Whilst taking a degree in drama at Bristol University she became President of the Green Room Society at the newly founded university Drama Department. This was followed by a year in America as a Fulbright Scholar, before making her professional debut at the Hampstead Theatre Club in January 1960 in Harold Pinter's first play The Room (which she had originally played in a converted squash-court for the Bristol Drama Department in May 1957).
After extensive experience in repertory theatres and a year in Jamaica setting up a drama school and theatre, she and her husband Sam Walters co-founded the Orange Tree Theatre in Richmond, London in 1971, where she played many classic and modern parts. "We enjoyed doing small-scale productions in Jamaica, and hoped that eventually we'd run that kind of theatre in England. Then, when we returned in 1971, we decided that now was the time and Richmond (where we lived) was the place." (Auriol Smith in conversation with Marsha Hanlon for the Orange Tree Appeal brochure, 1991).
In the old theatre:Penelope in A Slight Accident (James Saunders) Lunchtimes, January 1976
Find Me (Olwen Wymark) 1977
Teacher in The Primary English Class (Israel Horovitz) November 1979
Woman in Living Remains (Martin Crimp) Lunchtimes, 9–25 July 1982
The new theatre opened in February 1991. Her Orange Tree performance credits there included:Countess Czernyak in His Majesty (Harley Granville Barker) 1992 – also Edinburgh International Festival
Mary Faugh in The Dutch Courtesan (John Marston) 1992
Hester Bellboys in Penny For a Song (John Whiting) 1992
Dorothy in Nice Dorothy (David Cregan) 1993
Mariette in Doctor Knock (Jules Romains) 1994
Emma in Family Circles (Alan Ayckbourn) 1996 and 1997
Mme Lepine in Overboard (Michael Vinaver) part of a French season in 1997
Aglae in Court in the Act (farce Maurice Hennequin and Pierre Veber) 1998
Lady Wishfort in The Way of the World (Congreve) 1999
Mme Dupont in Have You Anything to Declare? (farce Hennequin and Veber) 2001
Widow Warren in The Road to Ruin (Thomas Holcroft) 2002
Helena in Previous Convictions (Alan Franks) 2005
Lady Smatter in The Woman Hater (Fanny Burney) 2007
Grandma, Rieger's mother in Leaving (Václav Havel) 200)
From 1991 to 2014 she also regularly directed at the Orange Tree. Her credits included:Cat With Green Violin (Jane Coles) 1991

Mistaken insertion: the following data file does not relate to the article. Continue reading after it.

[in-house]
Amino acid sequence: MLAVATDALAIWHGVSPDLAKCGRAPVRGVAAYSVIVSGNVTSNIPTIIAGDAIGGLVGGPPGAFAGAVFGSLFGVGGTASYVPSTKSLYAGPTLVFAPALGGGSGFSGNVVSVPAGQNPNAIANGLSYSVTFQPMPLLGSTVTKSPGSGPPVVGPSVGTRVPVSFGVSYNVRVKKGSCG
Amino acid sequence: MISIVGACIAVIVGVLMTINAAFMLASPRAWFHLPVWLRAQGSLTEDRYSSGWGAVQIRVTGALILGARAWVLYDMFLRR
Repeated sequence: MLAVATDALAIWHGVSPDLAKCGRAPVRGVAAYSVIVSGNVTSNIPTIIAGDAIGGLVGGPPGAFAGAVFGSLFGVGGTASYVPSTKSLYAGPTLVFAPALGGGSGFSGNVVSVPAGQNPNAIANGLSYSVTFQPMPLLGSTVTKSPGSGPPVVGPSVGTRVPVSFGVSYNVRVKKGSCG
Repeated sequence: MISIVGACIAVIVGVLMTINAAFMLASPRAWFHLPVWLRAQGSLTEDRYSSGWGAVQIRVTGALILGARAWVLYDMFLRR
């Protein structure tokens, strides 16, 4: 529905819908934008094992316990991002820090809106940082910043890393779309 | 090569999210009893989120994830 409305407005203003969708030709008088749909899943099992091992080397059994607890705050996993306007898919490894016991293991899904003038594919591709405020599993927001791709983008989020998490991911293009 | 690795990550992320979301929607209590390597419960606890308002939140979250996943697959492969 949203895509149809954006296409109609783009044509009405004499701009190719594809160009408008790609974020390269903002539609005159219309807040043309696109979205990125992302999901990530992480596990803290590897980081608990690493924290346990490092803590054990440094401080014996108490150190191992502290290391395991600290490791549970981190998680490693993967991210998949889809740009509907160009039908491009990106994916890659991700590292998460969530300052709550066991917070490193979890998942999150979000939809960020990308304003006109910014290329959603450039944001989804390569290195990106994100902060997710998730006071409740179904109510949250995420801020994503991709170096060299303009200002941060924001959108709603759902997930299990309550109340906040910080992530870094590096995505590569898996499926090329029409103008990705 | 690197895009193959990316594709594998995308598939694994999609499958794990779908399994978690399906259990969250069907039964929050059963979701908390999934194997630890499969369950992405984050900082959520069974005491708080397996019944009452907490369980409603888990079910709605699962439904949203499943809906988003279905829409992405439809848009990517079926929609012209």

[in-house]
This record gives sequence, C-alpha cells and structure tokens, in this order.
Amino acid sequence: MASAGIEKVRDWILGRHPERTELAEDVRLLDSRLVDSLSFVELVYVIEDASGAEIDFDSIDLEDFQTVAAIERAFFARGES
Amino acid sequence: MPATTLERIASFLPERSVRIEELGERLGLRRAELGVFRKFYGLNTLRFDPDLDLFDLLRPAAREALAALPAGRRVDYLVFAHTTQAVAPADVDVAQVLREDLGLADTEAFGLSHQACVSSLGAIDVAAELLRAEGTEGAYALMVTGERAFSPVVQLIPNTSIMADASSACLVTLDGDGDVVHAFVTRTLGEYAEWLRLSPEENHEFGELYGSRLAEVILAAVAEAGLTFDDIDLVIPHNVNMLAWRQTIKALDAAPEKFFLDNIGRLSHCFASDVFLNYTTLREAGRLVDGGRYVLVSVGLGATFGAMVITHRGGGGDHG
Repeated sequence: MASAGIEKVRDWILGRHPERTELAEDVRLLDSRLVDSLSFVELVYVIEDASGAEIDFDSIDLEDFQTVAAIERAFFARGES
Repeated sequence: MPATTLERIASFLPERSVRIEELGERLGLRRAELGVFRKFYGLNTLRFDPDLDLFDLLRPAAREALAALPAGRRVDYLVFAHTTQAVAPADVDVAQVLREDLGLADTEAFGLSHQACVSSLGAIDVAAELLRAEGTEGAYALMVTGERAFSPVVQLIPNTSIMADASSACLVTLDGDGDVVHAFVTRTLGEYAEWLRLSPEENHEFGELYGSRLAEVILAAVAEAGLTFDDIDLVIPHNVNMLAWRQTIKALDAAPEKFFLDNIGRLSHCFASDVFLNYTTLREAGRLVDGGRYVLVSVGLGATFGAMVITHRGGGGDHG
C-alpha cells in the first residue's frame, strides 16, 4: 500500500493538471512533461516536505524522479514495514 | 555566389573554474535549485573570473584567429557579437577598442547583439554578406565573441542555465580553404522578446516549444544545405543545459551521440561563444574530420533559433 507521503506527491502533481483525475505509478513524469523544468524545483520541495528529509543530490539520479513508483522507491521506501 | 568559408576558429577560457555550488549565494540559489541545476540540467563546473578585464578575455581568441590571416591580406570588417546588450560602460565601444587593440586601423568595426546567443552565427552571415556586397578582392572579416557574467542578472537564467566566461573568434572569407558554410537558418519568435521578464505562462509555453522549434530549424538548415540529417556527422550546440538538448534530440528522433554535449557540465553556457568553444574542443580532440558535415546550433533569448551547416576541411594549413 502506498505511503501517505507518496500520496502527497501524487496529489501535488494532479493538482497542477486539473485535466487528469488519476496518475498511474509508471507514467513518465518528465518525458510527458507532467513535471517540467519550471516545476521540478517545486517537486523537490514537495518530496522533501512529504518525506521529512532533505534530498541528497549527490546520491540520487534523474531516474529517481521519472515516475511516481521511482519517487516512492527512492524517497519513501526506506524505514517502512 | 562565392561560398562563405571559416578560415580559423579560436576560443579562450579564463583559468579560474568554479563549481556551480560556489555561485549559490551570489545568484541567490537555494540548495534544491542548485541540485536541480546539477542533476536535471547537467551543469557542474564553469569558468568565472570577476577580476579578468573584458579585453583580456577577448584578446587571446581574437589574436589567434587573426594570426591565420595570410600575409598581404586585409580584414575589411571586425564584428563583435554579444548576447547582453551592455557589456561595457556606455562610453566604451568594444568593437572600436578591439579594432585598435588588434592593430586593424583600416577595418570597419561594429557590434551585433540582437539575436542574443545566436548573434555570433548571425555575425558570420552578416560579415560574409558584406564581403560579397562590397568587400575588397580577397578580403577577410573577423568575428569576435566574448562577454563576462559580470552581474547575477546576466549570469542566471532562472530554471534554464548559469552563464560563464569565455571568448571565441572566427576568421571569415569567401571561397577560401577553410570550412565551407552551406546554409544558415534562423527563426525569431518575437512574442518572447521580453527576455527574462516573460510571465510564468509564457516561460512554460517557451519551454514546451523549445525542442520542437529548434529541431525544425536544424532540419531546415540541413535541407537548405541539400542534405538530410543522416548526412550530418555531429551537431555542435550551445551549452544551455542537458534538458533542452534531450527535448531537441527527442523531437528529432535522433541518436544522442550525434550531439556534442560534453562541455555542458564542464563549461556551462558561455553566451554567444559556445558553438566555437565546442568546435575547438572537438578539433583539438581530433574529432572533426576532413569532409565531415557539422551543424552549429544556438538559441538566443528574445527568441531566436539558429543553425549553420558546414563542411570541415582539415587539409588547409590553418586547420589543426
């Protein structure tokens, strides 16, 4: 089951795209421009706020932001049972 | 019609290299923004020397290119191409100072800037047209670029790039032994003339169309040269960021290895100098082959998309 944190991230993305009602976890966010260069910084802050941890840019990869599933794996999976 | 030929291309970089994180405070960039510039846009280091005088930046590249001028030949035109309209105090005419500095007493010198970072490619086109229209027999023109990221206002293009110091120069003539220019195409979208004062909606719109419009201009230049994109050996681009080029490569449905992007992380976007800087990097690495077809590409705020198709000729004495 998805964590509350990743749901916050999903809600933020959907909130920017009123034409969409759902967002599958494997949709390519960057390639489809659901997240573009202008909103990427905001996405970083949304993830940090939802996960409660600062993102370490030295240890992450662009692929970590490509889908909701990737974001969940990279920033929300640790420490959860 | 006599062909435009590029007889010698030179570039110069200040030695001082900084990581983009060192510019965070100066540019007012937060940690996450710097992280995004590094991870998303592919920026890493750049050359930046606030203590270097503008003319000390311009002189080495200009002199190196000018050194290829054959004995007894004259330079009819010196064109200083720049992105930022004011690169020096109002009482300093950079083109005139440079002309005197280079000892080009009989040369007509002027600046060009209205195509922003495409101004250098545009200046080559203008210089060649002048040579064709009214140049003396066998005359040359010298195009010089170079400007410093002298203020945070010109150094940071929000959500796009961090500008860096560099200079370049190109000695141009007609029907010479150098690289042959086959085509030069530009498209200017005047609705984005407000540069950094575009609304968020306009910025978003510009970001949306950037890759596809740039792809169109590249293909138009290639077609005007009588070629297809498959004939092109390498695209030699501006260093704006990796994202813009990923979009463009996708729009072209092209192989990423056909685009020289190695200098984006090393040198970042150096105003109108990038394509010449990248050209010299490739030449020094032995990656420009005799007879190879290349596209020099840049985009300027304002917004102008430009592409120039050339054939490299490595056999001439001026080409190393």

The Case of Rebellious Susan (Henry Arthur Jones) 1994: Time Out Award 1994
The Verge (Susan Glaspell) 1996
Love Me Slender (Vanessa Brooks) 1997
Dissident, Goes Without Saying (Michael Vinaver) 1997
Lips Together, Teeth Apart (Terrence McNally) 1998 and 1999
The Cassilis Engagement (St John Hankin) 1999
The Captain's Tiger (Athol Fugard) 2000
Flyin' West (Pearl Cleage) 2001
Three Sisters Two (Reza de Wet) 2002
The House of Bernarda Alba (Federico García Lorca) 2003
Simplicity (Lady Mary Wortley Montagu after Pierre Marivaux) 2003
Doña Rosita the Spinster (Lorca) 2004
The Women of Lockerbie (Deborah Brevoort) 2005
Tosca's Kiss (Kenneth Jupp) 2006
Nan (John Masefield) 2007
Chains (Elizabeth Baker) 2007
Mary Goes First (Henry Arthur Jones) 2008
The Ring of Truth (Wynyard Browne) 2009
Mary Broome (Allan Monkhouse) March 2011
During 1990, as part of a busy year, she played Lady Wishfort in The Way of the World at the Royal Exchange Manchester (deputising for Sylvia Syms who was indisposed), and toured North America for the ACTER company in The Winter's Tale playing opposite Paul Shelley as Leontes. She also appeared in Christine Edzard's film The Fool.
In the West End for producer Bill Kenwright, Smith directed Dead Guilty by Richard Harris (Apollo 1995) starring Hayley Mills and Jenny Seagrove; and Michael Redgrave's The Aspern Papers (Wyndham's 1996) with Hannah Gordon. She also directed a Japanese version of Dead Guilty in Japan.
At the Theatre Royal Windsor directed Shadow of a Doubt and Canaries Sometimes Sing. At the Northampton Theatre Royal she directed Arthur Miller's Broken Glass, David Mamet's Oleanna and James Robson's Mail Order Bride; while at the Stephen Joseph Theatre in Scarborough she first directed Love Me Slender.
She worked extensively on radio including Pinter's 1960 radio version of his sixty-minute play The Room for the BBC Third Programme. For ten years she presented Listen with Mother on BBC Radio 4 and was a long-serving member of the Radio Drama Company. Her BBC radio credits include Alan Bennett's Forty Years On, the role of a tipsy summer partygoer in Ellen Dryden's romantic comedy Forgetting Rosalind (a FirstWrites production for the BBC), and East of the Sun by Carey Harrison.
For Naxos, Smith recorded the roles of Alice in Henry V with Samuel West, and the Duchess of York in Richard III with Kenneth Branagh. She has also acted on television in Kavanagh QC, One Foot in the Grave, Peak Practice and Doctors, among others.
She and her husband Sam Walters received the Freedom of the London Borough of Richmond upon Thames in December 2014.
Auriol Smith is the wife of Orange Tree co-founder and former artistic director Sam Walters, whom she met while doing pantomime at Rotherham in 1962. They have two daughters: Dorcas Walters, who was principal dancer with Birmingham Royal Ballet and now works in arts administration, and Octavia Walters, formerly an actress, now a sports injury masseur.